April 2018 Newsletter

The Federal government presented its annual budget on February 27, 2018. Some of the major tax announcements are summarized below.

  • Enhancement of the Working Income Tax Benefit, to be renamed the Canada Workers Benefit
  • Medical expense tax credit
  • Mineral exploration credit
  • Reporting requirements for trusts
  • Passive investment income of CCPC
  • Artificial losses and stop-loss rules
  • At-risk rule for limited partnerships
  • Re-assessment periods

There are some fairly onerous rules under the Income Tax Act that apply where a shareholder of a corporation receives a loan from the corporation.

The main rule provides that if you are a shareholder and receive a loan from the corporation, the full amount of the loan is included in your income (although it is deductible when repaid, as explained further below). Furthermore, the same general rule applies if a person “connected” with a shareholder of a corporation receives a loan from the corporation.

For these purposes, a person is connected with a shareholder if the person does not deal at arm’s length with, or is affiliated with, the shareholder. Generally, a person does not deal at arm’s length with a shareholder if the two persons are related for tax purposes, but also if they actually do not deal at arm's length (such as because they are acting in concert without separate interests). For example, if you are a shareholder of a private corporation and your child or spouse receives a loan from the corporation, the loan may be included in their income.

The “affiliated” concept is more complex, but it similarly captures certain relationships between closely-connected taxpayers.

Fortunately, there are some exceptions where the shareholder loan inclusion rule does not apply. The main exceptions are discussed below.

There are certain tax credits that you can claim when you support another individual and / or the other individual lives with you.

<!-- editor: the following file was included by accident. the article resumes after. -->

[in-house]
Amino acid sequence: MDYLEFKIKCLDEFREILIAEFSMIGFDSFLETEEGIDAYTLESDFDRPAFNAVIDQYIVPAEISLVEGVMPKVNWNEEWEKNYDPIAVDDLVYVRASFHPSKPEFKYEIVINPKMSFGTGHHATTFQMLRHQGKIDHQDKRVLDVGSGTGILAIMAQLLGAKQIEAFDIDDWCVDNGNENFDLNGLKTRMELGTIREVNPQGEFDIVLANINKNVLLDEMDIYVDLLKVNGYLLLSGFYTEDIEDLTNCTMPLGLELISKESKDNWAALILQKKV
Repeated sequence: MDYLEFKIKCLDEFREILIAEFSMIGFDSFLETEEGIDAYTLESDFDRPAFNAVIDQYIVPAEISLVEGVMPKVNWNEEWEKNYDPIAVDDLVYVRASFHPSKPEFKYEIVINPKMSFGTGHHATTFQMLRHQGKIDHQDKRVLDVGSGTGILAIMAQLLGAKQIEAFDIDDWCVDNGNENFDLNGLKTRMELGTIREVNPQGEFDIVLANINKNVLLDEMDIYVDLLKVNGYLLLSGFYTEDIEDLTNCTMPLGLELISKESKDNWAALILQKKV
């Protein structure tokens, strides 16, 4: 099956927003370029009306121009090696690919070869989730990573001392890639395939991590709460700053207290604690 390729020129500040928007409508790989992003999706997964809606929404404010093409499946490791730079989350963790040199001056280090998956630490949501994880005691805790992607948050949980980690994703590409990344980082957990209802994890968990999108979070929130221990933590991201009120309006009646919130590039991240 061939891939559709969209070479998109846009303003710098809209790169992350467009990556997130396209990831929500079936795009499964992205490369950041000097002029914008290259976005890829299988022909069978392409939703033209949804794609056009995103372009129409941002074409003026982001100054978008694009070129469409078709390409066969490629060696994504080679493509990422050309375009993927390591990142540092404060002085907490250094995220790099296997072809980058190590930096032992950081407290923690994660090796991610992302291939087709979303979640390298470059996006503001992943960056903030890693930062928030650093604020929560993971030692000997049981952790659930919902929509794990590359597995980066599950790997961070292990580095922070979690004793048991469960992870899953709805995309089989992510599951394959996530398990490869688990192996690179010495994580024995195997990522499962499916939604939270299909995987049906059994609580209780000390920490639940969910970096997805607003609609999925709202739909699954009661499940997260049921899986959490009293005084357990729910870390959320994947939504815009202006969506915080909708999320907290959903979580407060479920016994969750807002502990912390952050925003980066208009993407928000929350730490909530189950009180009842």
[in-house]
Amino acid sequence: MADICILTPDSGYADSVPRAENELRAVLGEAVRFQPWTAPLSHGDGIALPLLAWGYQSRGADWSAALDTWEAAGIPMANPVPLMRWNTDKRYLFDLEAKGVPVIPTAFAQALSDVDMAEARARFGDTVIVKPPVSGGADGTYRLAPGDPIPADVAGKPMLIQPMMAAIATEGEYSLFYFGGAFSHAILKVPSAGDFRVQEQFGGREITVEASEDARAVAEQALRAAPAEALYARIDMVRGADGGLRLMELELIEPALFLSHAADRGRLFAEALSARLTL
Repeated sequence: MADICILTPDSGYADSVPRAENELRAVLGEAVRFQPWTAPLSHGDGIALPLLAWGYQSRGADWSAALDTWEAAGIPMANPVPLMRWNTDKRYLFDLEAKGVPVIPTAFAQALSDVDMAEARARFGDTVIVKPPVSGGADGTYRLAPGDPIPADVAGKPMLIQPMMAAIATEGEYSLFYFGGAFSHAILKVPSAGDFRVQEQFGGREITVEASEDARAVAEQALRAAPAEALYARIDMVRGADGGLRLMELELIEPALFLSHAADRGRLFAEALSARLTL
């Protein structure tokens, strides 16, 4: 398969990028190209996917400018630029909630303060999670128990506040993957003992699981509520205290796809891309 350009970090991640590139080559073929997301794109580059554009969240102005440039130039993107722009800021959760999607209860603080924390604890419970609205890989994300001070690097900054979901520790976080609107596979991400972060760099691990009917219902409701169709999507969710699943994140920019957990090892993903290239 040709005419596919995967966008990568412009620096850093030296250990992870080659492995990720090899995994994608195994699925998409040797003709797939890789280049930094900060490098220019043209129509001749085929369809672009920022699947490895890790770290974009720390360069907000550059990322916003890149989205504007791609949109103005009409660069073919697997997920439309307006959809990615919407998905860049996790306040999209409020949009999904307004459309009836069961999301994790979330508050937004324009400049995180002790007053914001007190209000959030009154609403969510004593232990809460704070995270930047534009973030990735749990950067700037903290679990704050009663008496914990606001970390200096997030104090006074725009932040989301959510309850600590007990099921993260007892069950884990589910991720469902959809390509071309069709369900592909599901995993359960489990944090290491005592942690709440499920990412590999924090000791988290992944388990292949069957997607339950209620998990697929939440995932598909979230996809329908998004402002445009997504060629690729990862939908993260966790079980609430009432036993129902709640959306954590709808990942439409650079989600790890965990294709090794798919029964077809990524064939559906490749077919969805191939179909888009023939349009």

One credit is the spousal credit, which you may be able to claim if your spouse (or common-law partner) does not have a significant amount of income. The credit recognizes that you are likely supporting your spouse if he or she has income below a certain threshold. For 2018, the federal credit is 15% x ($11,809 minus your spouse’s net income). Thus, you get a credit only if your spouse’s net income is less than $11,809. If your spouse is dependent upon you because of a mental or physical infirmity, his or her net income threshold for these purposes is increased by $2,182 to $13,991. (These figures are indexed annually to inflation.)

Scheme to extract tax-free dividends from trust disallowed

Under the Income Tax act, a “reversionary trust” rule provides that a person who contributes property to a trust must include in income any income from the property, generally if the property may revert or be returned to the person.

Another rule, quite separate from the above rule, provides that a Canadian resident corporation can deduct dividends received from another Canadian corporation in computing its taxable income. In other words, inter-corporate dividends are normally allowed on a tax-free basis.